Exploring Smartphone Addiction: Insights from Long-Term Telemetric Behavioral Measures

Chad Tossell, Philip Kortum, Clayton Shepard, Ahmad Rahmati, Lin Zhong

Abstract


This study examined smartphone user behaviors and their relation to self-reported smartphone addiction. Thirty-four users who did not own smartphones were given instrumented iPhones that logged all phone use over the course of the year-long study. At the conclusion of the study, users were asked to rate their level of addiction to the device. Sixty-two percent agreed or strongly agreed that they were addicted to their iPhones. These users showed differentiated smartphone use as compared to those users who did not indicate an addiction. Addicted users spent twice as much time on their phone and launched applications much more frequently (nearly twice as often) as compared to the non-addicted user. Mail, Messaging, Facebook and the Web drove this use. Surprisingly, games did not show any difference between addicted and non-addicted users. Addicted users showed significantly lower time-per-interaction than did non-addicted users for Mail, Facebook and Messaging applications. One addicted user reported that his addiction was problematic, and his use data was beyond three standard deviations from the upper hinge. This study provides unique insight, as use data in previous studies has been self-reported, and this study used a naturalistic, non-intervention data logging approach over the course of a year.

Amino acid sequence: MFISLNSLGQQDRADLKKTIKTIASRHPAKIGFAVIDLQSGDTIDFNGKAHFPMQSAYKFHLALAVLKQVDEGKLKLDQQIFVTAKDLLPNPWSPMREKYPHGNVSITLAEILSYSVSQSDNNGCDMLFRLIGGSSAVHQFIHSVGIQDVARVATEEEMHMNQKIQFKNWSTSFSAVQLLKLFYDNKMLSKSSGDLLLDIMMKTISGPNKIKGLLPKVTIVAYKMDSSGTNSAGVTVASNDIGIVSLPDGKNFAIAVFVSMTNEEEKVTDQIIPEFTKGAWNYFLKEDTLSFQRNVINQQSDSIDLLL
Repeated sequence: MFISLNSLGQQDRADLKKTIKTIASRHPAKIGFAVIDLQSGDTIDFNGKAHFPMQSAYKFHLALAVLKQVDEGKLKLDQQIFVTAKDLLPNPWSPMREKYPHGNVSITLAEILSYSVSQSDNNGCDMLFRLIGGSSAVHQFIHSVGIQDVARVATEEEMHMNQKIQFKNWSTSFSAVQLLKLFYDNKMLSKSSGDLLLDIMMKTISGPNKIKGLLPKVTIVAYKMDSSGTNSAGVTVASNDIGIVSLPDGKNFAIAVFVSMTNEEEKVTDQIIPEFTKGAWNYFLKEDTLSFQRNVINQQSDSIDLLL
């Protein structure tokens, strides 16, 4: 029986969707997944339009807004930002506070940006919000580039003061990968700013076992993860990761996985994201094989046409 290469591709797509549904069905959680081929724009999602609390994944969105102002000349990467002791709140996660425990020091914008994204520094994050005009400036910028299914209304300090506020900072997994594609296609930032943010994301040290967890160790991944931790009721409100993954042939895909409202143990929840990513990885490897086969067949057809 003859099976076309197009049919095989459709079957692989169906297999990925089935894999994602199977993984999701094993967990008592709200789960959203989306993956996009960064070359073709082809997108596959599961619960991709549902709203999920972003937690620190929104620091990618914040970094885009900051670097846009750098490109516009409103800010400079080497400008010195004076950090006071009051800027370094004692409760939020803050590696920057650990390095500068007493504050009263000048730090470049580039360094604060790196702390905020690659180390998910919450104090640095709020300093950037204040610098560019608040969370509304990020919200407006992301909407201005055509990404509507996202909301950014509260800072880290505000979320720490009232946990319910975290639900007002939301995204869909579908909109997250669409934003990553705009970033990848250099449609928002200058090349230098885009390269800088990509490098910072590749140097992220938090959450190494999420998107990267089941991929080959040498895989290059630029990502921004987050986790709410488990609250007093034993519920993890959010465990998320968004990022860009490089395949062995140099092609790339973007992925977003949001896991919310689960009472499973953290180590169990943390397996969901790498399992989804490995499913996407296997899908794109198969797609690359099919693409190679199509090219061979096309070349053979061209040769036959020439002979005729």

Keywords


Smartphones; Addiction; Human Behavior; Technology Social Factors.

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International Journal of Interactive Mobile Technologies. ISSN: 1865-7923
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